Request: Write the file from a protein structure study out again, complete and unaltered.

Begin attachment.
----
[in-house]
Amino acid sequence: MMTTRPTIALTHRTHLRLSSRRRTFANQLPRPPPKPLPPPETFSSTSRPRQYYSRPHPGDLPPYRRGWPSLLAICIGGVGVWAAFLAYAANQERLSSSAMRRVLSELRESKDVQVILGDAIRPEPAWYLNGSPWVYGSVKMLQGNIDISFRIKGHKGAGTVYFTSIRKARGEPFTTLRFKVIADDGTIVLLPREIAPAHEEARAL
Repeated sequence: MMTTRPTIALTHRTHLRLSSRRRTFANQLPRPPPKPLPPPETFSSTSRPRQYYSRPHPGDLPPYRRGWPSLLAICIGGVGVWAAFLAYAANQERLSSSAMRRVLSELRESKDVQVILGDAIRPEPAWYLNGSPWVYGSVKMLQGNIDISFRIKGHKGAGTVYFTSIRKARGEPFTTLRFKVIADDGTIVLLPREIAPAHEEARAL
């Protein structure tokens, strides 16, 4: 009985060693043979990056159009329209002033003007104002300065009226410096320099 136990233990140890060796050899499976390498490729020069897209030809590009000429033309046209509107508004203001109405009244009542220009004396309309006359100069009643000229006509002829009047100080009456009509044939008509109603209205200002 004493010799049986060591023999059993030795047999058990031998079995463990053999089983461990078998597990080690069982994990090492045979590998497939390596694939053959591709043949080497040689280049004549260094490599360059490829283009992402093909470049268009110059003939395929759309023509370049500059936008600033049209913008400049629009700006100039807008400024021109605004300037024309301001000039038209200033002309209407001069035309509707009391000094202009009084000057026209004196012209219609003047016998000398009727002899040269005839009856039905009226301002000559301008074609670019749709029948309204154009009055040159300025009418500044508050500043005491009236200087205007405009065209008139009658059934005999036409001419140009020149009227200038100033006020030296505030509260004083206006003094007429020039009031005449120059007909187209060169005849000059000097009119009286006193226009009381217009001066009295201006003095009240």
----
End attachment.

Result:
[in-house]
Amino acid sequence: MMTTRPTIALTHRTHLRLSSRRRTFANQLPRPPPKPLPPPETFSSTSRPRQYYSRPHPGDLPPYRRGWPSLLAICIGGVGVWAAFLAYAANQERLSSSAMRRVLSELRESKDVQVILGDAIRPEPAWYLNGSPWVYGSVKMLQGNIDISFRIKGHKGAGTVYFTSIRKARGEPFTTLRFKVIADDGTIVLLPREIAPAHEEARAL
Repeated sequence: MMTTRPTIALTHRTHLRLSSRRRTFANQLPRPPPKPLPPPETFSSTSRPRQYYSRPHPGDLPPYRRGWPSLLAICIGGVGVWAAFLAYAANQERLSSSAMRRVLSELRESKDVQVILGDAIRPEPAWYLNGSPWVYGSVKMLQGNIDISFRIKGHKGAGTVYFTSIRKARGEPFTTLRFKVIADDGTIVLLPREIAPAHEEARAL
């Protein structure tokens, strides 16, 4: 009985060693043979990056159009329209002033003007104002300065009226410096320099 136990233990140890060796050899499976390498490729020069897209030809590009000429033309046209509107508004203001109405009244009542220009004396309309006359100069009643000229006509002829009047100080009456009509044939008509109603209205200002 004493010799049986060591023999059993030795047999058990031998079995463990053999089983461990078998597990080690069982994990090492045979590998497939390596694939053959591709043949080497040689280049004549260094490599360059490829283009992402093909470049268009110059003939395929759309023509370049500059936008600033049209913008400049629009700006100039807008400024021109605004300037024309301001000039038209200033002309209407001069035309509707009391000094202009009084000057026209004196012209219609003047016998000398009727002899040269005839009856039905009226301002000559301008074609670019749709029948309204154009009055040159300025009418500044508050500043005491009236200087205007405009065209008139009658059934005999036409001419140009020149009227200038100033006020030296505030509260004083206006003094007429020039009031005449120059007909187209060169005849000059000097009119009286006193226009009381217009001066009295201006003095009240």